Recently, I had the pleasure of reading Meb Faber’s excellent e-book ‘Global Value: How to spot Bubbles, Avoid Market Crashes, and Earn Big Returns in the Stock market’. The book discusses the importance of value based investing in stock markets globally and for me it highlights the importance of price when purchasing shares in a business and the dangers of simply operating a strategy of buying stocks no matter the prevailing market price.

Meb Faber has utilized Robert Shiller’s development of the Cyclically Adjusted Price Earnings Ratio (CAPE) to apply it to global stock markets and the findings are illuminating. For those not familiar with Robert Shiller’s work, he expanded on the pioneering work of Benjamin Graham and David Dodd in their 1934 book ‘Security Analysis’, to create his CAPE formula and method of stock valuation, which uses the past 10 years average earnings to assess whether stocks are valued attractively or whether they are overpriced, rather than 1 year in the simpler and more commonly known P/E ratio.

The table below illustrates just how far investor sentiment and economic conditions can influence how many multiples of earnings investors are willing to pay for a business. 

The divergence between min/max CAPE ratios are large and illustrate the extreme levels of pessimism and optimism that frequently exist in financial markets.

So what are the investment implications of purchasing cheap stocks as indicated by the CAPE ratio?

Well Meb Faber and his team at Cambria Investment Management researched historical stock market performance for 32 countries and the possible implications for your investment choices.

“We then set out to test CAPE in a similar manner. Starting in 1980 we sort all countries by CAPE, and invest in the most undervalued x%, rebalanced yearly. We also show the effects of investing in the most overvalued x% as well as a long/short portfolio. These returns are real returns net of inflation, and with yearly data (which will naturally understate drawdown figures). The sample includes approximately 10 countries in 1980, 20 in 1990, and 30 by 2000.” Meb Faber.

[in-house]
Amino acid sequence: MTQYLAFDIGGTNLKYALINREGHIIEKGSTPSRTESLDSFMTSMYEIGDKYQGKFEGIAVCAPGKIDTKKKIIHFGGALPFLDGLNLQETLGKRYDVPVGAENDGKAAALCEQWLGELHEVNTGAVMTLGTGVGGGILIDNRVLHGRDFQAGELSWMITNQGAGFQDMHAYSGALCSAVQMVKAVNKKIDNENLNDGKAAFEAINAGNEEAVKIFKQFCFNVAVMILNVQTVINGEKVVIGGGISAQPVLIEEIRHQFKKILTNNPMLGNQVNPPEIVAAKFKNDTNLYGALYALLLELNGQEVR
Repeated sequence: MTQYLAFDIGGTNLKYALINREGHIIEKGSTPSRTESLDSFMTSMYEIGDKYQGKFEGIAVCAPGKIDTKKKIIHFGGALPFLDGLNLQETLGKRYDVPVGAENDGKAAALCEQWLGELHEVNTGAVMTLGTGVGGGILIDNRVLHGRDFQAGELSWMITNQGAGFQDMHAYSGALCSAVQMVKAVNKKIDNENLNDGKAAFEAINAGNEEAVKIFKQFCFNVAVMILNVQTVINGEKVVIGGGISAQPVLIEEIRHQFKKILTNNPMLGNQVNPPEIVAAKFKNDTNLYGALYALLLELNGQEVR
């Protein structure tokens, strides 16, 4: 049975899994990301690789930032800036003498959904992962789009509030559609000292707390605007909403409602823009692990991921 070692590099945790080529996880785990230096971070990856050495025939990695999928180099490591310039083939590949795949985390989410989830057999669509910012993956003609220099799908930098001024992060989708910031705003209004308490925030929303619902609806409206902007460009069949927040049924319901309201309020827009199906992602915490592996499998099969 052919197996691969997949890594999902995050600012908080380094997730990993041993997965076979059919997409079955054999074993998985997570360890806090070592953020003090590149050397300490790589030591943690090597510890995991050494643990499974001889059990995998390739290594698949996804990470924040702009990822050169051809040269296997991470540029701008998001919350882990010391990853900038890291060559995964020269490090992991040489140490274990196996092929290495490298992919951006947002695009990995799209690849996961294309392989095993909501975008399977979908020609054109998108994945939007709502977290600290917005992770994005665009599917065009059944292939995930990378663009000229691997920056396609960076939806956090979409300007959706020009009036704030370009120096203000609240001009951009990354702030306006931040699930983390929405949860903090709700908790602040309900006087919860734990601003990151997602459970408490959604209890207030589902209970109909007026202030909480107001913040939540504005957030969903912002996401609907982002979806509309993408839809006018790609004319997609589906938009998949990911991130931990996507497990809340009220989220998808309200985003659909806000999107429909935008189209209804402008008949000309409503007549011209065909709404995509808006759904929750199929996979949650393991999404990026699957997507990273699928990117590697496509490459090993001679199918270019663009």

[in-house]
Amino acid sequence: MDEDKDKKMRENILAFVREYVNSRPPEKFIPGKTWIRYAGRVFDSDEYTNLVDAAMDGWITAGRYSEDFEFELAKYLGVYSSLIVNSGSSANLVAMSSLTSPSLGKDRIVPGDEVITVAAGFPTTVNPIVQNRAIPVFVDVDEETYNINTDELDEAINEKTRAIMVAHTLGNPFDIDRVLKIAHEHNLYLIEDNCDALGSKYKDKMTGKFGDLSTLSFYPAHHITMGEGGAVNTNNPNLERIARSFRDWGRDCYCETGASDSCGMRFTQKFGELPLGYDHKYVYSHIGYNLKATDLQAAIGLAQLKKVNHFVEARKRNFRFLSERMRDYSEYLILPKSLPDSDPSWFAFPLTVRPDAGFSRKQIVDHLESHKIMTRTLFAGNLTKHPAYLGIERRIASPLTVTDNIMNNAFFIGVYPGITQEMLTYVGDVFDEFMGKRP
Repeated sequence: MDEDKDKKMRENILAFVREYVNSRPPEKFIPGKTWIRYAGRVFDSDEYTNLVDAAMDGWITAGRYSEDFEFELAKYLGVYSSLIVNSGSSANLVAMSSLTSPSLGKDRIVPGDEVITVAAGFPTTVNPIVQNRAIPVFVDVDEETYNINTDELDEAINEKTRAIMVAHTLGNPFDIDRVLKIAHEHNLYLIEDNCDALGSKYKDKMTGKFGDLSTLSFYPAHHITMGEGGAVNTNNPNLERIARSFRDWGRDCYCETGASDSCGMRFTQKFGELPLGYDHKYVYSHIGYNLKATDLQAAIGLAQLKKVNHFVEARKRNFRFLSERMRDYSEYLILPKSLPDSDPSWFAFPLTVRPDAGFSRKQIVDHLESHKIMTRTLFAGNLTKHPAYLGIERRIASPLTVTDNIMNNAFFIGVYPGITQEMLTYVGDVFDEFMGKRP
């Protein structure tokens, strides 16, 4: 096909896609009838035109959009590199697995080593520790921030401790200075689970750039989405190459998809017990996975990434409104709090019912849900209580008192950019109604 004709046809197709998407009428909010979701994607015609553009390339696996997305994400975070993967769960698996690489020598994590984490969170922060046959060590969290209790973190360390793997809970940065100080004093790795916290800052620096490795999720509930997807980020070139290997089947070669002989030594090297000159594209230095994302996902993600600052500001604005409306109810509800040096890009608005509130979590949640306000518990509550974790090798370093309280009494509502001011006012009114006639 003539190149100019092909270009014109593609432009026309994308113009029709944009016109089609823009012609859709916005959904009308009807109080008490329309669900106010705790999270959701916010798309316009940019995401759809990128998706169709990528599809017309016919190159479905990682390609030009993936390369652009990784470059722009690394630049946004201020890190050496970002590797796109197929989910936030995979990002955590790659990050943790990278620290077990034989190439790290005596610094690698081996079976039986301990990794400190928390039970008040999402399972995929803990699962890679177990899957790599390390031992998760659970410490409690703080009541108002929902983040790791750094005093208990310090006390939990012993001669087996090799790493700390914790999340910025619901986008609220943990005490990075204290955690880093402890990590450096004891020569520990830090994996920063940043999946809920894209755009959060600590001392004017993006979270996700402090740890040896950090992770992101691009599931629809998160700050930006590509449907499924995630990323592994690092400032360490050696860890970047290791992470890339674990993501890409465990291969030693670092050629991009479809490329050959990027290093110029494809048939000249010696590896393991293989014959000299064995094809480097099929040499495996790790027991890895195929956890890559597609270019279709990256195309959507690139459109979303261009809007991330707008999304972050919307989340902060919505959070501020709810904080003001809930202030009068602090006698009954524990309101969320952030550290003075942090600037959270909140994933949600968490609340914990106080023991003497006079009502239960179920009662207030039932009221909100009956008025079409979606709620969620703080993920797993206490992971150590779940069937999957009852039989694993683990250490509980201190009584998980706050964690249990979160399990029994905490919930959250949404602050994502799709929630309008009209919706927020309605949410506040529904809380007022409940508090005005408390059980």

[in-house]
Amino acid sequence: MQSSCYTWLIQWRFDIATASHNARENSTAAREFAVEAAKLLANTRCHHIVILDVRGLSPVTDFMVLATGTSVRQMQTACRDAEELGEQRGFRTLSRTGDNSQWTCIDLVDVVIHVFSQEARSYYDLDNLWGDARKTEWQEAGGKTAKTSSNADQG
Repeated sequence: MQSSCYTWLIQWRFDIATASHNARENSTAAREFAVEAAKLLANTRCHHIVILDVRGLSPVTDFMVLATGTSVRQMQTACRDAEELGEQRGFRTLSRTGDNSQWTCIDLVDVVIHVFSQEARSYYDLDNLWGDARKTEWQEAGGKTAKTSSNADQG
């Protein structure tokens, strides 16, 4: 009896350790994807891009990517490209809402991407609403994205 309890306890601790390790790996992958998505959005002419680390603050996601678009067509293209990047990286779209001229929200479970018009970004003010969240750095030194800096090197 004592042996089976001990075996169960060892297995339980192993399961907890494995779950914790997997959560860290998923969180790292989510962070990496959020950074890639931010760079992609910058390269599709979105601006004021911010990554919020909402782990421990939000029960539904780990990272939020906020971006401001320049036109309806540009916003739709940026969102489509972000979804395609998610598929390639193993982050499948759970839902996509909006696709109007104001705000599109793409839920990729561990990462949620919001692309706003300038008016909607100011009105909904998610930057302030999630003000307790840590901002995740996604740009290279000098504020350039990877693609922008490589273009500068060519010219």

As the majority of financial professionals and private investors today do not tend to take concentrated stock positions, I will illustrate the portfolio that you could buy at the present time utilising this method of the top 33% cheapest stocks based on CAPE, or the cheapest 10 markets. (I have only utilised the 32 countries outlined within Meb Faber’s book).

The data for these 32 countries and many others can be found at


Country Investment Options
Greece Global X FTSE Greece 20 ETF (USD)
Russia This market has the most investment choices available with the option of the Neptune Russia and Greater Russia Funds or the JPM Russian Securities plc Investment Trust, in the traditional funds space or through the iShares MSCI Russia ADR/GDR UCITS ETF (GBP).
Portugal Global X FTSE Portugal 20 ETF (USD)
Austria iShares MSCI Austria Index fund (GBP)
Ireland iShares MSCI Ireland Capped ETF (USD)
Spain Amundi ETF MSCI Spain UCITS ETF (GBP)
Turkey iShares MSCI Turkey UCITS ETF (GBP)
South Korea iShares MSCI Korea UCITS ETF (GBP)


Fortune Favours the Brave
It is clear that some of these markets are experiencing significant problems and many people would view you as foolish to invest in them. That is however part of the appeal. These perceptions cause the demand for these stocks to be low and therefore the prices are cheap, especially relative to many other stockmarkets.

The research put forward by Meb Faber in his book is compelling and I feel should warrant attention from all investors.

For the brave few, there could be some very attractive 10-year returns available.